The support member 102 is provided with a boss 126 which is bored at 127 and counterbored at both 128 and 129. The bore 127 is threaded and receives rotary knife means 130 (best seen in FIG. 8) by way of a threaded spigot 131 of the latter which is held in an adjusted position by a locknut 132. One end of the spigot 131 is formed with a stub shaft 133 of smaller diameter on which is rotatably mounted a rotary knife 134. The knife 134 is frusto-conical and has a recess 135 in the base which leaves a comparatively narrow annular area 136 for cooperation with a shear surface 137 of a shear plate 138 in the form of an annulus secured to the underside of the flange 82, a knife edge 139 being formed around the periphery of the base. The shear plate 138 is of hardened metal with sharp edges and is formed with notches 86' (FIG. 9) complementary to, and aligned with, the notches 86 in the flange 82, although of slightly larger size to prevent inadvertent cutting of the twine by the sharp edges when the latter is moved relative to a notch 86 in the flange 82, as it is during part of the knot tying operation. It has been found that an inset of 2 mm is sufficient to prevent inadvertent twine cutting and yet effect positive cutting at the required time.
The axis of rotation 140 of the knife 134 is offset from the path of the twine portions 20 and 43 which are to be severed by the knife as will be appreciated from FIG. 5. The twine portions 20 and 43 in fact are held in the corner 141 of the notch 86 of the flange 82 associated with the knife 134 during the twine cutting operation. The relatively small surface of the annular area 136 of the knife which cooperates with the shear surface 137 helps to ensure a precise cutting operation as it reduces the likelihood of non-planar characteristics and/or irregularities of the cooperating surfaces interfering with the cutting action. The scissor action of the knife 134 and shear surface 137 is enhanced by rotary movement of the knife during the cutting operating which results in the twine portions 20 and 43 actually sliding along the knife edge. Rotary movement is imparted to the knife 134 by the action of the twine portions 20 and 43 engaging the same as they are moved along their paths by the twine holder 63, i.e. in the direction 90. The loading of the knife 134 on the shear surface 137 is adjusted by loosening the locknut 132 and screwing the spigot 131 in the appropriate direction for which purpose it is provided with a slot 142.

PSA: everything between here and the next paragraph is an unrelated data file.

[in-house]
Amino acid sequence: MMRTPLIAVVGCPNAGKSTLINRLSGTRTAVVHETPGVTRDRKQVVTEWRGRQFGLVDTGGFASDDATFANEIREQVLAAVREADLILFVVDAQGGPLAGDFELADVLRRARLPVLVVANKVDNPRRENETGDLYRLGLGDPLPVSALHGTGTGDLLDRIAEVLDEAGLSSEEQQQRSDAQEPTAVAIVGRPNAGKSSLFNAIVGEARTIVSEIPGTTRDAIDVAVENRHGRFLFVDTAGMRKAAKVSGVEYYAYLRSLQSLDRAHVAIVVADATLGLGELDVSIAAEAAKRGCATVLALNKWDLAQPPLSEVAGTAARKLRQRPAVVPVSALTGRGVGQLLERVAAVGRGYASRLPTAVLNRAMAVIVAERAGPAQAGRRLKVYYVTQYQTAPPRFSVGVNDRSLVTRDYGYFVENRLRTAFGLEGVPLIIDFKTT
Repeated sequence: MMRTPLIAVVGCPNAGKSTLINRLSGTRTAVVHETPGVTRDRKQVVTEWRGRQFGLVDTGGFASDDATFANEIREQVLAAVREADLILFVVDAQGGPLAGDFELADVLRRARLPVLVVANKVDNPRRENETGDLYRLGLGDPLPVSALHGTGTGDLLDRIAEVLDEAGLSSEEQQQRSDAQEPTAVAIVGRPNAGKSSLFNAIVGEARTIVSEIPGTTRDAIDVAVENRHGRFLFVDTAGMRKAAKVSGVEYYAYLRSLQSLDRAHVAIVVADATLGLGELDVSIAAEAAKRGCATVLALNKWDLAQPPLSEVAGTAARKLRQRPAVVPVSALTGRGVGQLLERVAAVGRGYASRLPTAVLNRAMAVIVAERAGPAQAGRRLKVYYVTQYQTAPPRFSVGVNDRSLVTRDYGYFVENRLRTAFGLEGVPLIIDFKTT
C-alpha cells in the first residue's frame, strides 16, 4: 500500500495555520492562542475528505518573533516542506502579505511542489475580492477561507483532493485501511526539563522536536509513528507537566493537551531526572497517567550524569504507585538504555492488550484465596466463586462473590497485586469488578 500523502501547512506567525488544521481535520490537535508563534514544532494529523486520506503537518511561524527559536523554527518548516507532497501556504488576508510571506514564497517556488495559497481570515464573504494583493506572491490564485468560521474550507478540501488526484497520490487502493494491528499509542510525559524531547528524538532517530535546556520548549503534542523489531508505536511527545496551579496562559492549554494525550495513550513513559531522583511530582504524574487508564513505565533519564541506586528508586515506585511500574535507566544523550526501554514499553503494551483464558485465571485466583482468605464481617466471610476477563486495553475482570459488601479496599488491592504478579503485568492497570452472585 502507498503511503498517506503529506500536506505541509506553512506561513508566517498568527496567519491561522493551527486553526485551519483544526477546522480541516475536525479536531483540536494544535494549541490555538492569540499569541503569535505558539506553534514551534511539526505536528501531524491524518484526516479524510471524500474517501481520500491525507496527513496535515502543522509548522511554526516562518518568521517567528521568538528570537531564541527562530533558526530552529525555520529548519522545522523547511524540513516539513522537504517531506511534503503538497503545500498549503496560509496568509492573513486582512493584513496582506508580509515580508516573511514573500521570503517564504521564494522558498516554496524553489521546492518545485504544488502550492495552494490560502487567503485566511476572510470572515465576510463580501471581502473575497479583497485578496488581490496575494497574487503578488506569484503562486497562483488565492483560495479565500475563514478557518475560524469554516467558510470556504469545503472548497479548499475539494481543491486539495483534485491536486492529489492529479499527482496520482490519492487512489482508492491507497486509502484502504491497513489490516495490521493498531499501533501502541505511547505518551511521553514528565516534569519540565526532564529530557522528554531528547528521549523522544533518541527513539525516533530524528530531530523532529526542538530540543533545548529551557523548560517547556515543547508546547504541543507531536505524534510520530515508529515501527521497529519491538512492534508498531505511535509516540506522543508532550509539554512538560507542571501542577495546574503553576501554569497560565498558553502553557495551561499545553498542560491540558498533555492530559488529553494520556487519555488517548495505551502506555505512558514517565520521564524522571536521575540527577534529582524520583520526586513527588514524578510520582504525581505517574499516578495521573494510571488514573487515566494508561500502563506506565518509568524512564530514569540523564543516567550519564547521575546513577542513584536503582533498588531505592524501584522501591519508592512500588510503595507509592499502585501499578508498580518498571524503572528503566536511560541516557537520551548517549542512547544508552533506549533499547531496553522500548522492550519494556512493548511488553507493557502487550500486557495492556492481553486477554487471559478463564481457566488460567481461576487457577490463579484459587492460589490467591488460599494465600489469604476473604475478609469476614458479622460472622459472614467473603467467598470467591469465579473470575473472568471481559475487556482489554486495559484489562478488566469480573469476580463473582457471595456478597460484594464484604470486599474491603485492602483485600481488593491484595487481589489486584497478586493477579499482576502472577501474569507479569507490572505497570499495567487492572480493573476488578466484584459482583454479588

During operation, the baler is moved across a field and crop material, such as hay, to be baled is picked up from the ground with the pickup mechanism 11 and is delivered thereby to the feeder mechanism 12 which in turn feeds the crop material in successive batches or charges into the bale chamber 13 in timed sequence with the reciprocating baler plunger 16. The plunger 16 compresses the crop material into a bale 14 and at the same time gradually advances the bale towards the outlet 17 of the baling chamber in the direction of arrow 18. As long as the clutch mechanism 37 is not actuated, all components of the knotters 24 are in their rest positions. This means that the needles 23 are in their lowermost dwell position, as shown in full lines in FIG. 2, while the billhook 66 projects downwardly, as seen in FIG. 4. As already mentioned, a primary portion 20 of twine 21 extends across the bale chamber 13 in the path of the leading end of the bale 14 being formed and passes through the eye of the needle 23, with the free end of the primary portion being supported in the twine holder 63 of the associated knotter 24, bearing in mind that two knotters are employed, whereby each bale 14 is bound by two pieces of twine. The free end of the primary portion 20 of the twine 21 is received in a groove 92 of the twine holder 63 and passes across the top of the twine holder and down into the next groove 91 (arising from the knotting operation in relation to the previous bale) and is firmly held in position by the retainer fingers 104 and 105 in cooperation with the flanges 80, 81 and 82.
As a bale 14 is being formed and moved along the bale chamber 13, the star wheel 33 is rotated thereby and as the bale reaches a predetermined length, the wheel 33 actuates the clutch mechanism 37, whereupon the main shaft 30 is rotated through 360 degrees by the chain and sprocket drive mechanism. During the first 180 degrees of rotation of the shaft 30, the crank arm 39, the pitman 40 and the needle frame 41 are pivoted whereby the needles 23 move from their lowermost rest positions to their highest, full throw, positions (phantom lines in FIG. 2). Simultaneously, as is known in the art, the baler plunger 16 is moving towards its extreme material compressing position. The needles 23 move upwardly through the bale chamber 13 and through slots (not shown) in the face of the plunger 16, whereby the plunger holds the crop material to be baled away from the needles 23 but enables a smooth and unobstructed passage for the needles 23 through the bale chamber 13 and prevents bending and/or breakage of the needles 23. During the next 180 degrees of rotation of the main shaft 30, the needles 23 are retracted and returned to their rest or dwell positions. At the same time, the plunger 16 is retracted. During the initial movement over 120 degrees of the main shaft 30, the teeth 51 of the gear segment 50 are not in mesh with the teeth of the conical gear 52, whereby neither knotter 24 is operated.